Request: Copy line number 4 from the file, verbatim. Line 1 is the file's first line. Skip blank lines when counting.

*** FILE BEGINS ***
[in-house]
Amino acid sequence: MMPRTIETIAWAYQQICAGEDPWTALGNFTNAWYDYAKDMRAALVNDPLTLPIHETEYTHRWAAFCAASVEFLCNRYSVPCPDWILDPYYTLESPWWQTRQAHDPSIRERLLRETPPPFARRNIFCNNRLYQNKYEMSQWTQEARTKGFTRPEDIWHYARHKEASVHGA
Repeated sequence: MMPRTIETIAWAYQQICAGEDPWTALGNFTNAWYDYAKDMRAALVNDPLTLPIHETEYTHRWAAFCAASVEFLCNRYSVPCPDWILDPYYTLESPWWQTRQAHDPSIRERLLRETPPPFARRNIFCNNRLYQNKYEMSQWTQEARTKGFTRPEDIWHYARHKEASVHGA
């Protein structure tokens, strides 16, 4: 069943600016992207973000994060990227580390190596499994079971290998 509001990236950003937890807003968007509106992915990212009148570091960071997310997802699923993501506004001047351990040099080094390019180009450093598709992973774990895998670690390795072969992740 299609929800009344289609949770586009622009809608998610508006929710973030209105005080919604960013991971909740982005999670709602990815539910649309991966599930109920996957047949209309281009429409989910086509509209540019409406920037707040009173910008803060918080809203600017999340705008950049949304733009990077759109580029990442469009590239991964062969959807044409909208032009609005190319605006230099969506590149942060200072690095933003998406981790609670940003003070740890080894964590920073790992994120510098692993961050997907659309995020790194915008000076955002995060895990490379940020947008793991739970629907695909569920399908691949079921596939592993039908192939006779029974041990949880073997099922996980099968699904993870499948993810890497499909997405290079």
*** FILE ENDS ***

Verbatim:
């Protein structure tokens, strides 16, 4: 069943600016992207973000994060990227580390190596499994079971290998 509001990236950003937890807003968007509106992915990212009148570091960071997310997802699923993501506004001047351990040099080094390019180009450093598709992973774990895998670690390795072969992740 299609929800009344289609949770586009622009809608998610508006929710973030209105005080919604960013991971909740982005999670709602990815539910649309991966599930109920996957047949209309281009429409989910086509509209540019409406920037707040009173910008803060918080809203600017999340705008950049949304733009990077759109580029990442469009590239991964062969959807044409909208032009609005190319605006230099969506590149942060200072690095933003998406981790609670940003003070740890080894964590920073790992994120510098692993961050997907659309995020790194915008000076955002995060895990490379940020947008793991739970629907695909569920399908691949079921596939592993039908192939006779029974041990949880073997099922996980099968699904993870499948993810890497499909997405290079």